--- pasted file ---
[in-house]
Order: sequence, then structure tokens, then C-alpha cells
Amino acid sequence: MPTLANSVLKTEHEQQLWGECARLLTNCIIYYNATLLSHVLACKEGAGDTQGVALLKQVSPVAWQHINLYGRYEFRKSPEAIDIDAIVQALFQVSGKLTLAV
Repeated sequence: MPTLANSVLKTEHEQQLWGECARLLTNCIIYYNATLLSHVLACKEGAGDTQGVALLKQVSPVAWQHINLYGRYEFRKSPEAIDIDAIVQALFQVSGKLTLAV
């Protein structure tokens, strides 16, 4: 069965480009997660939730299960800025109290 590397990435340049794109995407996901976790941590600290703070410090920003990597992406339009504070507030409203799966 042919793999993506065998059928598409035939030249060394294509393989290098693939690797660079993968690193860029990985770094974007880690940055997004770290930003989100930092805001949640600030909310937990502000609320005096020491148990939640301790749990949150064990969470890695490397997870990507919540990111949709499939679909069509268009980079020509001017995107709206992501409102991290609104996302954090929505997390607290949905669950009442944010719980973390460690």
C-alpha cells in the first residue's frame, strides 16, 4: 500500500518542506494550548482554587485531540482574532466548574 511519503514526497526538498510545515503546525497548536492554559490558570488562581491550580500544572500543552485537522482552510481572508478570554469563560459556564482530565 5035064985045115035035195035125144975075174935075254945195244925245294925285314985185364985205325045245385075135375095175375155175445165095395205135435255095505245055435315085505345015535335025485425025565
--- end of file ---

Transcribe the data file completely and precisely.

[in-house]
Order: sequence, then structure tokens, then C-alpha cells
Amino acid sequence: MPTLANSVLKTEHEQQLWGECARLLTNCIIYYNATLLSHVLACKEGAGDTQGVALLKQVSPVAWQHINLYGRYEFRKSPEAIDIDAIVQALFQVSGKLTLAV
Repeated sequence: MPTLANSVLKTEHEQQLWGECARLLTNCIIYYNATLLSHVLACKEGAGDTQGVALLKQVSPVAWQHINLYGRYEFRKSPEAIDIDAIVQALFQVSGKLTLAV
């Protein structure tokens, strides 16, 4: 069965480009997660939730299960800025109290 590397990435340049794109995407996901976790941590600290703070410090920003990597992406339009504070507030409203799966 042919793999993506065998059928598409035939030249060394294509393989290098693939690797660079993968690193860029990985770094974007880690940055997004770290930003989100930092805001949640600030909310937990502000609320005096020491148990939640301790749990949150064990969470890695490397997870990507919540990111949709499939679909069509268009980079020509001017995107709206992501409102991290609104996302954090929505997390607290949905669950009442944010719980973390460690």
C-alpha cells in the first residue's frame, strides 16, 4: 500500500518542506494550548482554587485531540482574532466548574 511519503514526497526538498510545515503546525497548536492554559490558570488562581491550580500544572500543552485537522482552510481572508478570554469563560459556564482530565 5035064985045115035035195035125144975075174935075254945195244925245294925285314985185364985205325045245385075135375095175375155175445165095395205135435255095505245055435315085505345015535335025485425025565